The hydrocracking reaction zone effluent is typically removed from contact with the catalyst bed, heat exchanged with the feed to the reaction zone for heat recovery and then passed into a vapor-liquid separation zone normally including at least one high pressure separator. Additional cooling can be done prior to this separation. In some instances a hot flash separator is used upstream of the high pressure separator. The use of "cold" separators to remove condensate from vapor removed from a hot separator is another option. The liquids recovered in these vapor-liquid separation zones are passed into a product recovery zone containing one or more fractionation columns. Product recovery methods for hydrocracking are well known and conventional methods may be employed in the subject invention. In many instances the conversion achieved in the hydrocracking reactor(s) is not complete and some heavy hydrocarbons are removed from the product recovery zone as a "drag stream", and/or as the hydrocarbon recycle stream. The recycle stream is preferably passed into the hydrotreating reactor, if the overall process includes a hydrotreating reactor, as this reduces the capital cost of the overall unit. It may, however, be passed directly into a hydrocracking reactor. The net drag stream is removed from the hydrocracking process. This allows the use of less severe conditions in the reaction zone(s). The size of the drag stream can be in the broad range of 1-20 volume percent of the process feed stream, but is preferably in the range of 2-10 volume percent..

In some hydrocracking processes two or more hydrocracking reactors are used in series. Plural hydrocracking reactors can be employed in a single-stage flow in which all of the reactants flow in sequence through both reactors. They can also be employed in what is termed a two-stage flow in which some separation occurs between the stages. This separation can range from a simple flashing operation to remove gases including hydrogen sulfide and ammonia to a full fractional distillation which recovers intermediate products. Unconverted recycle hydrocarbons may be charged to either the first or second stage. The hydrotreating which occurs in the first stage of a two-stage hydrocracking unit, plus any upstream hydrotreating, results in the feed to the second stage of a two-stage hydrocracking unit having a very low concentration of hydrogen sulfide and ammonia. These gases tend to moderate the activity of modem zeolitic catalysts. Their absence in the feed and recycle gas to the second stage results in the catalyst having a much higher initial activity and heightens the risk of a temperature "runaway" caused by an uncontrolled reaction rate. The subject invention is primarily directed to controlling the operation, especially during startup of the second stage of the two-stage hydrocracking unit. Reference may be made to the previously cited text Hydrocracking Science and Technology for further information on general hydrocracking process flows.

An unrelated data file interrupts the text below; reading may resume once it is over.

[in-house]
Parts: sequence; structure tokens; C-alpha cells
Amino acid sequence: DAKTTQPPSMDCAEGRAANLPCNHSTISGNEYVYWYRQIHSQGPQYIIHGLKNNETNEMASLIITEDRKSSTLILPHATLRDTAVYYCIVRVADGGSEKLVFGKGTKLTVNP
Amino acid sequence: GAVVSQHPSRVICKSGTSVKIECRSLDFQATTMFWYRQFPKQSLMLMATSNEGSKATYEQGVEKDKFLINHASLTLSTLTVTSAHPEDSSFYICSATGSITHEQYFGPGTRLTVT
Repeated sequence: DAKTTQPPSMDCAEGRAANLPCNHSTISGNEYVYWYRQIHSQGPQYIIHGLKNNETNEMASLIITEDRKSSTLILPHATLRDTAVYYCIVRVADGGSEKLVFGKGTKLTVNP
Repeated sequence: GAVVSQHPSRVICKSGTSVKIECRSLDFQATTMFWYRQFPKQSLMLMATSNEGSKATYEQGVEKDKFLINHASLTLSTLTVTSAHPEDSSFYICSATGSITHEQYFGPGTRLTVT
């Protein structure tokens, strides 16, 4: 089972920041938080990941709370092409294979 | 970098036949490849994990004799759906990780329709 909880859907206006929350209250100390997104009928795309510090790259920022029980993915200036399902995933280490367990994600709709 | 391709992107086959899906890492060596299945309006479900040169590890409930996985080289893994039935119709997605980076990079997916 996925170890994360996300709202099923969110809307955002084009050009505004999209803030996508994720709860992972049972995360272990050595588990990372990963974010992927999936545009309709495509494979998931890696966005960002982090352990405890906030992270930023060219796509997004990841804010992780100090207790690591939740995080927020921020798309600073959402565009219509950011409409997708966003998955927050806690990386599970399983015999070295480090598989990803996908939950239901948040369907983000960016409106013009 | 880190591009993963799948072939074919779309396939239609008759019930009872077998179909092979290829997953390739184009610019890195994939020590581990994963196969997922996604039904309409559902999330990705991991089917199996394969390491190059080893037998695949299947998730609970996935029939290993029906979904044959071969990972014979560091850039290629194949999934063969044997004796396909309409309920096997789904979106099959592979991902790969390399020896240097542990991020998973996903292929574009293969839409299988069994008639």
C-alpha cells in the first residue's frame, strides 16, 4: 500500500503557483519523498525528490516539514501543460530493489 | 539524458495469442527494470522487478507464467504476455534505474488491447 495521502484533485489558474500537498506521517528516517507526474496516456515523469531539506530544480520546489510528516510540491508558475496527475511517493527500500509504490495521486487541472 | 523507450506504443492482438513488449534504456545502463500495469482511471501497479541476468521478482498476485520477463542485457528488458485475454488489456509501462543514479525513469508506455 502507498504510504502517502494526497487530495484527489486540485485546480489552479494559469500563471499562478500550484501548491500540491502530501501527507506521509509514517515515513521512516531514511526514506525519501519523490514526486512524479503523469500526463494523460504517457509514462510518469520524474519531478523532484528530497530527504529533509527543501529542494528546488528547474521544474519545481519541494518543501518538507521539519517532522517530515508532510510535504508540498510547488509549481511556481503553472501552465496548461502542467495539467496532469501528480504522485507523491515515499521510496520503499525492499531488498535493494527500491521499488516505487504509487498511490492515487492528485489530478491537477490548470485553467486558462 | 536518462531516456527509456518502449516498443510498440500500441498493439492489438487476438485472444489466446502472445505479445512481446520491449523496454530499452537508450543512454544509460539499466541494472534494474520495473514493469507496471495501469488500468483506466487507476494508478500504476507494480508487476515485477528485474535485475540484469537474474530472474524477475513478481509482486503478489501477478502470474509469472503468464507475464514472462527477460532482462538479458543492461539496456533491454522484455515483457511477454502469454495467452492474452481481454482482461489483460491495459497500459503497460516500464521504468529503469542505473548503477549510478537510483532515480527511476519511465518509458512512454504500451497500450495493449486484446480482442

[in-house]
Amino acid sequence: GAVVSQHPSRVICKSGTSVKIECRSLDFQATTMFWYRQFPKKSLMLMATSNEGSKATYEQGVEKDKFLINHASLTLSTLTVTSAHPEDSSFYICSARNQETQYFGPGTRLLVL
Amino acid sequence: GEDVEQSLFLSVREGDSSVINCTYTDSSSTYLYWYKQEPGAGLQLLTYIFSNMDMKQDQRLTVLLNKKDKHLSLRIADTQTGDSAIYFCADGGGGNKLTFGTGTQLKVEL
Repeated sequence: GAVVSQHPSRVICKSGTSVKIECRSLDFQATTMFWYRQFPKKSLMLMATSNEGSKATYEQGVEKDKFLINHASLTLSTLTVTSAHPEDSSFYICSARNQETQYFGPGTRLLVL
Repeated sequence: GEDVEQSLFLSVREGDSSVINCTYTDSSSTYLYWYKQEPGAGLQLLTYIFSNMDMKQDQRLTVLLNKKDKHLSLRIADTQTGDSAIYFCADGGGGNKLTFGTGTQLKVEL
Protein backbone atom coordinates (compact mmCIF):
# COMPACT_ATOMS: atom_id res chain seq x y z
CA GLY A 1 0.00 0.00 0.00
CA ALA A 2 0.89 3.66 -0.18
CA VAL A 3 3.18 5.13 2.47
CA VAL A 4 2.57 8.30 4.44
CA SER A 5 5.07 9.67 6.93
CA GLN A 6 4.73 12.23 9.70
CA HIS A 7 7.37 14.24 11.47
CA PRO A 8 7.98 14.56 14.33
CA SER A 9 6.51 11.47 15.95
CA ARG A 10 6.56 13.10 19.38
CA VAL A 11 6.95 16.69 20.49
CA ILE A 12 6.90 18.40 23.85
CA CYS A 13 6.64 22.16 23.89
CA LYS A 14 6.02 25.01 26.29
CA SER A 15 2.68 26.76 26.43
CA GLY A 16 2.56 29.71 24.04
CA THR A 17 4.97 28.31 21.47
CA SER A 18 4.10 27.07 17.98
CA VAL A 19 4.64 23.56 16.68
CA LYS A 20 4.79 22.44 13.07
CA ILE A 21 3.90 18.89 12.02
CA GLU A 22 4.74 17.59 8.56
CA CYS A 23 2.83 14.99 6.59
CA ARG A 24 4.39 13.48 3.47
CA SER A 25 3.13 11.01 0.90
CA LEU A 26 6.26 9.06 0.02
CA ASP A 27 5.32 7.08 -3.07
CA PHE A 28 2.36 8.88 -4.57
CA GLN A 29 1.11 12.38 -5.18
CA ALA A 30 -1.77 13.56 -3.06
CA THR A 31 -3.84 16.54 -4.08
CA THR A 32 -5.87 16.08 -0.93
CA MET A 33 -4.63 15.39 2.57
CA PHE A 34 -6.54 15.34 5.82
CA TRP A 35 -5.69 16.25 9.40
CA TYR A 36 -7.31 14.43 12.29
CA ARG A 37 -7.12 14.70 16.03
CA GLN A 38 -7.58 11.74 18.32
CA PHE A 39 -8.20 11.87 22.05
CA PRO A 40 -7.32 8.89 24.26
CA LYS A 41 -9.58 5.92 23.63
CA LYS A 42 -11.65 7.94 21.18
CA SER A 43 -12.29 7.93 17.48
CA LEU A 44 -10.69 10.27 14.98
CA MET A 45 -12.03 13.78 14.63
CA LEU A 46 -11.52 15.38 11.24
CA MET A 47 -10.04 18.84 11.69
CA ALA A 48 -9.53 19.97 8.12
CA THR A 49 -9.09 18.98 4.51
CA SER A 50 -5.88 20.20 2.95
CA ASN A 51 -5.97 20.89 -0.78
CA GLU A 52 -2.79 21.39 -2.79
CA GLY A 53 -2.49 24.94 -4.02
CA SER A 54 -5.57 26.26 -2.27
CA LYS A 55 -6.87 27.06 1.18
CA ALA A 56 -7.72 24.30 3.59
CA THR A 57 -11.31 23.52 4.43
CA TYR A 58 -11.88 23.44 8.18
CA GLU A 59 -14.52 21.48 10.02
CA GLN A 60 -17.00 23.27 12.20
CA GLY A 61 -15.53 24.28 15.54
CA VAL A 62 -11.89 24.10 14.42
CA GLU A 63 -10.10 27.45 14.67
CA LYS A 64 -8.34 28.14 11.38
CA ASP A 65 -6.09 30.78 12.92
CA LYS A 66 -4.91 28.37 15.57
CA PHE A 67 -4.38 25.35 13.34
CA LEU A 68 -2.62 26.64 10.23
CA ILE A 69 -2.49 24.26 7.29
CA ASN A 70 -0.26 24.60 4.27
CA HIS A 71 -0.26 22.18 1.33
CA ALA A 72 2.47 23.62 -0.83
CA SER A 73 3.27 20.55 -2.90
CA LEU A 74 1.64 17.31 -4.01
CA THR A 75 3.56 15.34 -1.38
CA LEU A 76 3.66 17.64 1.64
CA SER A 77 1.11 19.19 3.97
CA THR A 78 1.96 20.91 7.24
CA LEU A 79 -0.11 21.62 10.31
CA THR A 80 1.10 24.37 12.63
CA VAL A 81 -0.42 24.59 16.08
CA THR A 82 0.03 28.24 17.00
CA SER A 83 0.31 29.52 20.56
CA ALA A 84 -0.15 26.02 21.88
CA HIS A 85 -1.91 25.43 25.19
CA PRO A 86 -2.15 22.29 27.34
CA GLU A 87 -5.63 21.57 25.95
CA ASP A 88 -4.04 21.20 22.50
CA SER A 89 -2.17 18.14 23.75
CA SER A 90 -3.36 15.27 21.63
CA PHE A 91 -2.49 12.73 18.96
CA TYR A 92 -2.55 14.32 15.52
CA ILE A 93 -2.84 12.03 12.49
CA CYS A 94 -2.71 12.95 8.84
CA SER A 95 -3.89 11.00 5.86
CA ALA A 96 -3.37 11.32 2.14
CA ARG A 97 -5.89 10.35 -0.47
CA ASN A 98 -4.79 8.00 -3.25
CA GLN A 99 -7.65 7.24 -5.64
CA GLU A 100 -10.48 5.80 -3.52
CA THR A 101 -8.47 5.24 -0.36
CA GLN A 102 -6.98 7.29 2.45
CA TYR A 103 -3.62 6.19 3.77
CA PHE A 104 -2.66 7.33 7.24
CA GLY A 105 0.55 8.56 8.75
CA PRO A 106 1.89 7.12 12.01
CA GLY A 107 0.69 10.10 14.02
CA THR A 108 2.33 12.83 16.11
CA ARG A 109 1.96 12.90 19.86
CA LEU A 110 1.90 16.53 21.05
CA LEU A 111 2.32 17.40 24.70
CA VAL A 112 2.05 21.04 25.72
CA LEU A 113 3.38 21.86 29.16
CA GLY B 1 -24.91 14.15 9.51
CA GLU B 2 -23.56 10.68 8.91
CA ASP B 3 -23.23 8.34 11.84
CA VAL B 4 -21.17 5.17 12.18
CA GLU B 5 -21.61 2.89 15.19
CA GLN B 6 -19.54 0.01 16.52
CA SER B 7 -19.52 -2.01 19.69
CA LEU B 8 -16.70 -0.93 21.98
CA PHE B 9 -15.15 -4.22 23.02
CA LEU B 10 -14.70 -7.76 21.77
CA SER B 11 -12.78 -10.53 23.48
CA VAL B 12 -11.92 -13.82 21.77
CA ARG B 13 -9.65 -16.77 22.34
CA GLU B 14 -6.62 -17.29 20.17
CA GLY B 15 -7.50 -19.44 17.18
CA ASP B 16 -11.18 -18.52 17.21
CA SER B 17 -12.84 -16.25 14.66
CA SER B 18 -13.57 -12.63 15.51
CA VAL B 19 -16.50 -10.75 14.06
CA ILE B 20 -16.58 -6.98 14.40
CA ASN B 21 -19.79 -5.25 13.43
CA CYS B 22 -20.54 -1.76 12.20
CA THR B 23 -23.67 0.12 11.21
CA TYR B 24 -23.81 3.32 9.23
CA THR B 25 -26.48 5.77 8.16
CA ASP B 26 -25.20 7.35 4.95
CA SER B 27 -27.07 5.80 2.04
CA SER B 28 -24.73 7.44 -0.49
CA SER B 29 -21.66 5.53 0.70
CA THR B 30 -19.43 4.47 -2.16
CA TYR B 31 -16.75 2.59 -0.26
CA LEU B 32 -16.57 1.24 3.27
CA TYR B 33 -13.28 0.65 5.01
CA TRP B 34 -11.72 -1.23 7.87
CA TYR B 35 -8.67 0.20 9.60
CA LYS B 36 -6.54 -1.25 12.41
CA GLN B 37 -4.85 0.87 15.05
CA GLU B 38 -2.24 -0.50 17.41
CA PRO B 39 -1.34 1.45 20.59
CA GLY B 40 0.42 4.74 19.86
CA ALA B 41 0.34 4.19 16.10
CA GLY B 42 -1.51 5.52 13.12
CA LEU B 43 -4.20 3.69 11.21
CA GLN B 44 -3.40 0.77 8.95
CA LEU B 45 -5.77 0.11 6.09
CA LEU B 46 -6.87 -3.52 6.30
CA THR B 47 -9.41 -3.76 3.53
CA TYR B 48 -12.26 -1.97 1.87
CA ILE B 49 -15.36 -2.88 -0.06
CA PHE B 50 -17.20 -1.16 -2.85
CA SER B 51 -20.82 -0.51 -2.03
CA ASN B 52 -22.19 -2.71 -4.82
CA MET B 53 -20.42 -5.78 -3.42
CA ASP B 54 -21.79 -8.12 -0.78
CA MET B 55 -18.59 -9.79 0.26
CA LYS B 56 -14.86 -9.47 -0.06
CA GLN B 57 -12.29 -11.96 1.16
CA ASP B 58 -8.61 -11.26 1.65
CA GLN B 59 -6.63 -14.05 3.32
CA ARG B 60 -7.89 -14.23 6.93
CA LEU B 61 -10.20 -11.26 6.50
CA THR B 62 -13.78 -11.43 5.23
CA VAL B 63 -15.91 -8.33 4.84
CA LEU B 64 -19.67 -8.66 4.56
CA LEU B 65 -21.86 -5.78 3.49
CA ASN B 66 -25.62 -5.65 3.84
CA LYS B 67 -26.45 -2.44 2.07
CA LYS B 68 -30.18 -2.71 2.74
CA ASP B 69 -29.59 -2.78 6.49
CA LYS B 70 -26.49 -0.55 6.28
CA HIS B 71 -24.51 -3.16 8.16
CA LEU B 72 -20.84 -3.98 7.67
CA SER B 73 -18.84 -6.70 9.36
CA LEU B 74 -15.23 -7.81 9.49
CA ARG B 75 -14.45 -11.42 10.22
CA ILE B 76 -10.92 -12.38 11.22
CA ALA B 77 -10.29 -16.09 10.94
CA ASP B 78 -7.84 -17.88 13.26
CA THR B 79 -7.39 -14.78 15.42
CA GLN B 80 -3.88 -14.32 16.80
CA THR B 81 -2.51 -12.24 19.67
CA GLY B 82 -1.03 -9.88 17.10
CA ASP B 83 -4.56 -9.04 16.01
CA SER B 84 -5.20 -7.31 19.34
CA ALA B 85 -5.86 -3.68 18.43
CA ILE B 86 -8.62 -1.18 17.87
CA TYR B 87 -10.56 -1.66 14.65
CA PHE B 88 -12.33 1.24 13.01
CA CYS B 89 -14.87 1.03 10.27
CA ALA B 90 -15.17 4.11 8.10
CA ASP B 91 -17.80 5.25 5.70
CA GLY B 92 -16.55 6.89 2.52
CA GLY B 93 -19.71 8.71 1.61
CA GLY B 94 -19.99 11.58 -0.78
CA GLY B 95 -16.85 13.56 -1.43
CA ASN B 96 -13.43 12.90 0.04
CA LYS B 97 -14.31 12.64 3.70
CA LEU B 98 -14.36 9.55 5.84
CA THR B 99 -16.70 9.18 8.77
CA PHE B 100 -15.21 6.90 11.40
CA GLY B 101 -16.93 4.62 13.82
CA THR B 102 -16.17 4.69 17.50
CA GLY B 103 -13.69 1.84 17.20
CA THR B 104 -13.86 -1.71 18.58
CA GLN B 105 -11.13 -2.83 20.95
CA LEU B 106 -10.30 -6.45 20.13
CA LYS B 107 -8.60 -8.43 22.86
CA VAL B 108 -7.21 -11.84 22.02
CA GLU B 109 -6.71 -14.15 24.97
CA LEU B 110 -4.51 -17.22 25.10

The subject invention is founded upon the recognition of the significant benefits to be obtained by using aqueous ammonia in a startup procedure compared to the prior art use of anhydrous ammonia. The prior art requires handling high pressure liquids and/or gases, with the gases themselves being toxic and dangerous. It is much easier to handle aqueous ammonia, which can be transported and stored at moderate pressures. The release of the same amount of aqueous ammonia does not cause as large of an environmental problem, and aqueous ammonia does not release ammonia into the atmosphere at the same rate as the same volume of liquefied ammonia. A leak of aqueous ammonia is therefore not as likely to cause formation of an ammonia cloud as an equivalent leak of anhydrous ammonia.

The subject invention therefore comprises injecting aqueous ammonia into the relevant reaction zone to increase the ammonia concentration in the entering vapor phase material sufficiently to suppress the tendency of the hydrocracking catalyst to perform cracking at an undesirable rate. This is normally done after the catalyst has been warmed somewhat as by the circulation of hydrogen-rich gas and is done before the feed stream is charged to the reactor. Preferably the inlet temperature of the catalyst bed is at least 100.degree. F. below start of run operating temperature when the ammonia injection is started. Once the reactor has been operating at onstream conditions for some time, e.g., one week, the ammonia injection rate is slowly reduced to a maintenance level or the injection is totally discontinued.